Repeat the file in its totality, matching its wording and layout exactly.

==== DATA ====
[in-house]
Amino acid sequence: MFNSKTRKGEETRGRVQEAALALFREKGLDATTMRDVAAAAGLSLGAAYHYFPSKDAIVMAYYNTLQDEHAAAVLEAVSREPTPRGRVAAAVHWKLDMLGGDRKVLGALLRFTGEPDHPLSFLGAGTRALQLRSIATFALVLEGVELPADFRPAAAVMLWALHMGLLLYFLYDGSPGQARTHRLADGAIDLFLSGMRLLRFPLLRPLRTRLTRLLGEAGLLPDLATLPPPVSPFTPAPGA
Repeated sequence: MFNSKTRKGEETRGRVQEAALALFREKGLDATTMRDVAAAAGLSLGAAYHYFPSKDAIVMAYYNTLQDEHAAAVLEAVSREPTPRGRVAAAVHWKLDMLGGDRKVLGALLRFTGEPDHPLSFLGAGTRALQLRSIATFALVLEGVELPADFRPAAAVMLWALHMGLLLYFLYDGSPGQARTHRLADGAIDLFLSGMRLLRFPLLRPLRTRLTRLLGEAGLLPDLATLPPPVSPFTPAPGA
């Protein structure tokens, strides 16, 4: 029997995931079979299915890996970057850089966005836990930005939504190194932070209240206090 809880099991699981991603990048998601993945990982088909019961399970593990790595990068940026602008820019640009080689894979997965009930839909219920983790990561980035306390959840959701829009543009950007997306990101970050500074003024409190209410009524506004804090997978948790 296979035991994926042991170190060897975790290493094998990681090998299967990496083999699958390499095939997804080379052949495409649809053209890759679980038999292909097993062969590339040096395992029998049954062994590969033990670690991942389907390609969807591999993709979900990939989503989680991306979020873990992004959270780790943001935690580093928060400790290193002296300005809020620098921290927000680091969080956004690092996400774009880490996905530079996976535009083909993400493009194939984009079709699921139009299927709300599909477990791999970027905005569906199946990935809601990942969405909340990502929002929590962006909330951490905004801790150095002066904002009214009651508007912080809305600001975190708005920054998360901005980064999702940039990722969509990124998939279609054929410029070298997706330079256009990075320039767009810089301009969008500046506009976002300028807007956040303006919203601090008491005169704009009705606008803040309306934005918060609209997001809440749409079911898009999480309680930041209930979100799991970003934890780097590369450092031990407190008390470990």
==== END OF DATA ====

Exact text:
[in-house]
Amino acid sequence: MFNSKTRKGEETRGRVQEAALALFREKGLDATTMRDVAAAAGLSLGAAYHYFPSKDAIVMAYYNTLQDEHAAAVLEAVSREPTPRGRVAAAVHWKLDMLGGDRKVLGALLRFTGEPDHPLSFLGAGTRALQLRSIATFALVLEGVELPADFRPAAAVMLWALHMGLLLYFLYDGSPGQARTHRLADGAIDLFLSGMRLLRFPLLRPLRTRLTRLLGEAGLLPDLATLPPPVSPFTPAPGA
Repeated sequence: MFNSKTRKGEETRGRVQEAALALFREKGLDATTMRDVAAAAGLSLGAAYHYFPSKDAIVMAYYNTLQDEHAAAVLEAVSREPTPRGRVAAAVHWKLDMLGGDRKVLGALLRFTGEPDHPLSFLGAGTRALQLRSIATFALVLEGVELPADFRPAAAVMLWALHMGLLLYFLYDGSPGQARTHRLADGAIDLFLSGMRLLRFPLLRPLRTRLTRLLGEAGLLPDLATLPPPVSPFTPAPGA
């Protein structure tokens, strides 16, 4: 029997995931079979299915890996970057850089966005836990930005939504190194932070209240206090 809880099991699981991603990048998601993945990982088909019961399970593990790595990068940026602008820019640009080689894979997965009930839909219920983790990561980035306390959840959701829009543009950007997306990101970050500074003024409190209410009524506004804090997978948790 296979035991994926042991170190060897975790290493094998990681090998299967990496083999699958390499095939997804080379052949495409649809053209890759679980038999292909097993062969590339040096395992029998049954062994590969033990670690991942389907390609969807591999993709979900990939989503989680991306979020873990992004959270780790943001935690580093928060400790290193002296300005809020620098921290927000680091969080956004690092996400774009880490996905530079996976535009083909993400493009194939984009079709699921139009299927709300599909477990791999970027905005569906199946990935809601990942969405909340990502929002929590962006909330951490905004801790150095002066904002009214009651508007912080809305600001975190708005920054998360901005980064999702940039990722969509990124998939279609054929410029070298997706330079256009990075320039767009810089301009969008500046506009976002300028807007956040303006919203601090008491005169704009009705606008803040309306934005918060609209997001809440749409079911898009999480309680930041209930979100799991970003934890780097590369450092031990407190008390470990």